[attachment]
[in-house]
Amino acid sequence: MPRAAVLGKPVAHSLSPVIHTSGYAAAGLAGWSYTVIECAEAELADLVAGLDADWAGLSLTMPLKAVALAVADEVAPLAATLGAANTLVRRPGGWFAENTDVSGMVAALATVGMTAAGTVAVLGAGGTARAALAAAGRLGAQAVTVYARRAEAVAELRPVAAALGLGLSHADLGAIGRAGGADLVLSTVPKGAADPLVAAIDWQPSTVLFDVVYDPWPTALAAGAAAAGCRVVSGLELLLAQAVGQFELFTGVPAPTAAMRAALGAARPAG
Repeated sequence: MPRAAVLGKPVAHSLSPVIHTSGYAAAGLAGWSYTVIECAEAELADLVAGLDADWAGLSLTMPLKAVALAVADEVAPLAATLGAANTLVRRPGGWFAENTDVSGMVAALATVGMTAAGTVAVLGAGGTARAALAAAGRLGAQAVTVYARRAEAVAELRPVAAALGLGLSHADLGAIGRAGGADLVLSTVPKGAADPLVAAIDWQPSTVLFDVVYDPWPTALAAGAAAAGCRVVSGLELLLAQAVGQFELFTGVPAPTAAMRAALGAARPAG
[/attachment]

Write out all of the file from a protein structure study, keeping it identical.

[in-house]
Amino acid sequence: MPRAAVLGKPVAHSLSPVIHTSGYAAAGLAGWSYTVIECAEAELADLVAGLDADWAGLSLTMPLKAVALAVADEVAPLAATLGAANTLVRRPGGWFAENTDVSGMVAALATVGMTAAGTVAVLGAGGTARAALAAAGRLGAQAVTVYARRAEAVAELRPVAAALGLGLSHADLGAIGRAGGADLVLSTVPKGAADPLVAAIDWQPSTVLFDVVYDPWPTALAAGAAAAGCRVVSGLELLLAQAVGQFELFTGVPAPTAAMRAALGAARPAG
Repeated sequence: MPRAAVLGKPVAHSLSPVIHTSGYAAAGLAGWSYTVIECAEAELADLVAGLDADWAGLSLTMPLKAVALAVADEVAPLAATLGAANTLVRRPGGWFAENTDVSGMVAALATVGMTAAGTVAVLGAGGTARAALAAAGRLGAQAVTVYARRAEAVAELRPVAAALGLGLSHADLGAIGRAGGADLVLSTVPKGAADPLVAAIDWQPSTVLFDVVYDPWPTALAAGAAAAGCRVVSGLELLLAQAVGQFELFTGVPAPTAAMRAALGAARPAG